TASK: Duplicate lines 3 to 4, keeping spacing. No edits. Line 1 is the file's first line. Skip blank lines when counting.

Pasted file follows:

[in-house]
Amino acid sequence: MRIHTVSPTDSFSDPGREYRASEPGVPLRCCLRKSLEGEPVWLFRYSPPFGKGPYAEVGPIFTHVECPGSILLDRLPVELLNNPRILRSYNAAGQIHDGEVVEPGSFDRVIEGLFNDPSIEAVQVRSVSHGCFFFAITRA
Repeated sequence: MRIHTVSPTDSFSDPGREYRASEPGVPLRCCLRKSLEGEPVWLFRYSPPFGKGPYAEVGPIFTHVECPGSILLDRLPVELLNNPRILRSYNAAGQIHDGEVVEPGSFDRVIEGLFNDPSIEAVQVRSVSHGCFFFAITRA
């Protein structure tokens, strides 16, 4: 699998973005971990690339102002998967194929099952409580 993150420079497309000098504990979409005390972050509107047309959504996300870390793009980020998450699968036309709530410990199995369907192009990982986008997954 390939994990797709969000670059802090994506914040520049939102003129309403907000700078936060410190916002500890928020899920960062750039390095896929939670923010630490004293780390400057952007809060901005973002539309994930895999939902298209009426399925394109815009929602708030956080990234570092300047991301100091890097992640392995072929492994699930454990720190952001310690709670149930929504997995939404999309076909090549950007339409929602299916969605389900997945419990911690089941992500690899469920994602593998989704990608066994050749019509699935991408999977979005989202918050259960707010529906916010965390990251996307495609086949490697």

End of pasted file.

Repeated sequence: MRIHTVSPTDSFSDPGREYRASEPGVPLRCCLRKSLEGEPVWLFRYSPPFGKGPYAEVGPIFTHVECPGSILLDRLPVELLNNPRILRSYNAAGQIHDGEVVEPGSFDRVIEGLFNDPSIEAVQVRSVSHGCFFFAITRA
């Protein structure tokens, strides 16, 4: 699998973005971990690339102002998967194929099952409580 993150420079497309000098504990979409005390972050509107047309959504996300870390793009980020998450699968036309709530410990199995369907192009990982986008997954 390939994990797709969000670059802090994506914040520049939102003129309403907000700078936060410190916002500890928020899920960062750039390095896929939670923010630490004293780390400057952007809060901005973002539309994930895999939902298209009426399925394109815009929602708030956080990234570092300047991301100091890097992640392995072929492994699930454990720190952001310690709670149930929504997995939404999309076909090549950007339409929602299916969605389900997945419990911690089941992500690899469920994602593998989704990608066994050749019509699935991408999977979005989202918050259960707010529906916010965390990251996307495609086949490697």